Playing the “What if” game
If you want to stay ahead of the curve in whatever you are doing I would suggest to play the “What if” game every once in a while just to see where you are standing. The “What if” game can be played in all lines of business and is, in my opinion, a great exercise to determine the future sustainability of your business in its present form.
I recently saw an article on a funeral home where they were telling their community that they had expanded their service base to, in my opinion, become everything for everybody. By that I mean that they basically said, “If you want earth burial – we are the place to come, if you want cremation – we are the place to come, if you want help just planning your own service – we are the place to come” and on and on.
There is nothing wrong with that attitude, especially in smaller, rural communities where the funeral home has to be the “expert” regardless of what the consumer is looking for because, in many cases, there is no where else for the consumer to look. However, if you are in a larger, competitive metroplex, it could be a dangerous avenue to follow as you might be looked on as a “jack of all trades” and expert in none of those areas you are advertising.
I think today’s business world is becoming a consumer choice world of niche market choices dependent on what the consumer is looking for. Think about it. . . we have very few general restaurants today. . . we have chicken restaurants, we have burger restaurants, we have Italian restaurants, we have Mexican restaurants, and on and on. There are not too many of the old general diners left.
In any regard, the article I read made me put my “What if” hat on with what is happening in the death care industry. Today, we are in a market that is about 60% cremation and growing not only in cremation numbers, but what I would call “alternative methods” to the old established casketed earth burial method of human disposition.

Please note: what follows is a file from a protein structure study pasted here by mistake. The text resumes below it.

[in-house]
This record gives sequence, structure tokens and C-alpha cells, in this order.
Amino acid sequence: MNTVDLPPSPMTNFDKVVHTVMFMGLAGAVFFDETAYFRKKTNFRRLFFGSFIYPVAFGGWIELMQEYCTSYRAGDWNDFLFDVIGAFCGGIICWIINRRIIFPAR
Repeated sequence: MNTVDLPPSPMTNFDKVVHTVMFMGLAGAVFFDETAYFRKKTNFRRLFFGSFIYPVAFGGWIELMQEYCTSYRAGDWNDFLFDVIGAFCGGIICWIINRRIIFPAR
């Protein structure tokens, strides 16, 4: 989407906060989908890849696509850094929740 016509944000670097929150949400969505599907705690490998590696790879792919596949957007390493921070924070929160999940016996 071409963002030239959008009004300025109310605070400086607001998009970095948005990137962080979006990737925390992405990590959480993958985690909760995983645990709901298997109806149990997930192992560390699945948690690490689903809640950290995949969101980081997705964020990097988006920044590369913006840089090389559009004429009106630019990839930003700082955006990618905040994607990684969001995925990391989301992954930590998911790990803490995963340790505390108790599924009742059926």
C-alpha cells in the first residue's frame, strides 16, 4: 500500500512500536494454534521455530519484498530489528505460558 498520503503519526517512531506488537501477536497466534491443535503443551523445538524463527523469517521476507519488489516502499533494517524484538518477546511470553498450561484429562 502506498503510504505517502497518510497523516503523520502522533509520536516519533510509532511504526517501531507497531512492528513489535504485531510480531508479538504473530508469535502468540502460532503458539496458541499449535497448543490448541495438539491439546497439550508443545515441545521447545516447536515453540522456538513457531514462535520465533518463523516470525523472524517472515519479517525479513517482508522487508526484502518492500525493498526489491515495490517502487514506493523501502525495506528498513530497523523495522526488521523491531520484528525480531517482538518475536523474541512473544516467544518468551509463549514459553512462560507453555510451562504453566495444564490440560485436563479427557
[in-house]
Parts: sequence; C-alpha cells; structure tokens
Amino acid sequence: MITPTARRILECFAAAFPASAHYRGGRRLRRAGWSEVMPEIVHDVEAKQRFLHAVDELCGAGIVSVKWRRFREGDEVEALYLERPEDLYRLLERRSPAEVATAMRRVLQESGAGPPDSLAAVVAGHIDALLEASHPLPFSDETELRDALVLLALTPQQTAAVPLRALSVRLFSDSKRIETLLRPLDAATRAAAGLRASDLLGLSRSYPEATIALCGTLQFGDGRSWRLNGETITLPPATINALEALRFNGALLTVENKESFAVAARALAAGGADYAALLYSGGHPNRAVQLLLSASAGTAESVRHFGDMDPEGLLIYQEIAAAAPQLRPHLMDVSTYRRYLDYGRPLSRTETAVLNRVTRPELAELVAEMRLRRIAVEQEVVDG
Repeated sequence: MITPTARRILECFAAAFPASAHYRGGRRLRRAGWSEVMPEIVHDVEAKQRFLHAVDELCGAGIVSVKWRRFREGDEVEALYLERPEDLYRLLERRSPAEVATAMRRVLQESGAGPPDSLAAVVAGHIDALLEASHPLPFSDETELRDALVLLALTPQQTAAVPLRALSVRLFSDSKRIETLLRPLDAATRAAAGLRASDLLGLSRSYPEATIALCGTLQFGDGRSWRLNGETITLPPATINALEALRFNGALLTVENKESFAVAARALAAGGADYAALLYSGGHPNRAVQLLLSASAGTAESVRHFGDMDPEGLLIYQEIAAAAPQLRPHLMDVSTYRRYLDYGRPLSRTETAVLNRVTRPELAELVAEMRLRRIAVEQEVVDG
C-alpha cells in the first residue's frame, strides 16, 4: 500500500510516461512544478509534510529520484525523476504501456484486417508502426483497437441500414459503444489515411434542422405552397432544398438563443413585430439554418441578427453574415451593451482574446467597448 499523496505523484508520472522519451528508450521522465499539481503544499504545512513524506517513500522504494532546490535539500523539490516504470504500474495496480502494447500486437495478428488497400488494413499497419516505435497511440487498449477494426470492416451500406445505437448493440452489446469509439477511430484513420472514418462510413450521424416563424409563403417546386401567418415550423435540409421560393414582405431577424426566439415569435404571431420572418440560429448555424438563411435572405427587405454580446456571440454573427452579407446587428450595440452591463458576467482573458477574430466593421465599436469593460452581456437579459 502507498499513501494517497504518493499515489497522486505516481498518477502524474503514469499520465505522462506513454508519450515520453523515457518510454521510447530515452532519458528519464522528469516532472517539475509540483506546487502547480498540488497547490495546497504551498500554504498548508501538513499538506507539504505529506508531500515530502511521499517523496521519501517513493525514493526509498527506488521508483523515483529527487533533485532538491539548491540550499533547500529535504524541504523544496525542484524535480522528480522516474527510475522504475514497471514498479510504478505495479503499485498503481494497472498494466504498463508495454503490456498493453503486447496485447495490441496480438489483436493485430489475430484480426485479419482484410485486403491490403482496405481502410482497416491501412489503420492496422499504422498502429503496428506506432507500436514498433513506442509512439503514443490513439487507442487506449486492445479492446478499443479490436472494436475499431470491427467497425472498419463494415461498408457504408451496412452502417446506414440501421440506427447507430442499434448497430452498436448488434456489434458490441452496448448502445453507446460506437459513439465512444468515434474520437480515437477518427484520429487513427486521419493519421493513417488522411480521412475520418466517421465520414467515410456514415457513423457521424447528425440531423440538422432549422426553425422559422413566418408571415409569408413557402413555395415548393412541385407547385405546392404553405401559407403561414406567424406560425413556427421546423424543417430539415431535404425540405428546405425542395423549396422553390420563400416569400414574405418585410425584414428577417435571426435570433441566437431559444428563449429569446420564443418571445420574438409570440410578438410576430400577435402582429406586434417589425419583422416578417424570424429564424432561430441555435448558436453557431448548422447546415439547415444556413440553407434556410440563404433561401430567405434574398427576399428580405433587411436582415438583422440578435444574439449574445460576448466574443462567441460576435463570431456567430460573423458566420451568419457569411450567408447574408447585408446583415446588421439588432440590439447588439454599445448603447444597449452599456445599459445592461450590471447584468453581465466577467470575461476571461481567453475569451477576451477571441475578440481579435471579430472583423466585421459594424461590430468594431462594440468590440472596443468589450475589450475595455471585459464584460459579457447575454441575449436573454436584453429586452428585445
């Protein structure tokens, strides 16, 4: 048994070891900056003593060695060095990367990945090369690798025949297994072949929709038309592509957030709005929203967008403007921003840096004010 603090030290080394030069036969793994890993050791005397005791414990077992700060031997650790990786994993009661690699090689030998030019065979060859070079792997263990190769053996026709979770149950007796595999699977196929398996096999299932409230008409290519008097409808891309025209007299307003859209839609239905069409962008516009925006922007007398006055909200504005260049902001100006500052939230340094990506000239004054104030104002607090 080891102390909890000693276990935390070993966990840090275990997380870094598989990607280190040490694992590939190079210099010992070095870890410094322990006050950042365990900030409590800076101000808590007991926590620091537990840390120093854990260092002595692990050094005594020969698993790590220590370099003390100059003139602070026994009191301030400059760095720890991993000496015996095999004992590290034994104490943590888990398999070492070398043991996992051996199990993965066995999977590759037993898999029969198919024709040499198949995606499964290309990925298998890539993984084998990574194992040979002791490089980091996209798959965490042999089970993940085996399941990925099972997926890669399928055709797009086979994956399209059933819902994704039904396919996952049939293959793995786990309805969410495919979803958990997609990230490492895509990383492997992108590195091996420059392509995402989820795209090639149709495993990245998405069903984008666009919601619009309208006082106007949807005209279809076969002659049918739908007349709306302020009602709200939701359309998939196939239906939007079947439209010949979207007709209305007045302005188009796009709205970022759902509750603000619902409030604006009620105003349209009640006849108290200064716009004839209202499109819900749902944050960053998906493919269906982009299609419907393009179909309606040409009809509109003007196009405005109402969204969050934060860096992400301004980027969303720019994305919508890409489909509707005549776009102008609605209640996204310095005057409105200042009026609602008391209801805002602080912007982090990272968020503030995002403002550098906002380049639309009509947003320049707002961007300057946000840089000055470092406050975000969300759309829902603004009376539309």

Let’s look at some of the large data statistics. Pre-COVID data suggested that the United States would have about 2.8 million deaths in 2020 with about 40% being casketed dispositions. That would equal about 1.12 million caskets sold in the United States. Moving out to 2030 when the U.S. population has grown to 355 million people, we can expect to have about 3.2 million deaths in that year. However, if cremation and other alternative methods have grown to 70% of the dispositions, we will have only 30% casketed deaths or a raw number of caskets sold of about 958,000 – a drop of 15% over the decade.
So, while on the downward slide, casketed deaths are still projected at about 30% and other dispositions, of which we believe the largest and most popular will be cremation, are projected at 70%, the question might become what other forms of disposition do you believe will grow popular enough so that you should invest manpower training and equipment in? Of that 70% that are not casketed deaths, what will they be in addition to cremation? That is the long-term “What if” question that you need to keep your eye on.
While we don’t know what the consumer will latch onto, if any of the new offerings, here are some consumer options that are out there for you to be thinking about. Some of these methods have been legalized in parts of the United States and some are hopeful about doing just that.
- Alkaline Hydrolysis (water cremation) – Sustainable Funeral. Aqua Green Dispositions.
- Recomposition (human composting) – Recompose
- Promession (freeze drying) – Promessa
- Green Burials (environmental friendly earth dispositions) – Green Burial Council
The great thing about playing the “What if” game is that, at least for the immediate future, you cannot be right or wrong. However, in playing the game and visiting with your own team members and professional colleagues, you can get an idea of how strong the new ideas or methods may be in the thoughts of your future consumers and can begin to think accordingly about your long-range plans.
More news from the world of Death Care:
- Opinion – Tom Dillard: Treatment of those in the tombs. Northwest Arkansas Democrat Gazette
- Patna: Study suggests ways to safely handle COVID victims bodies. The Times of India
- Ribbon cut for Richland Cemetery walking trail. The Tribune Democrat (PA)
- Community members help clean Eastlawn Memorial Cemetery. News video and story. KFDX – TV. Wichita Falls (TX)
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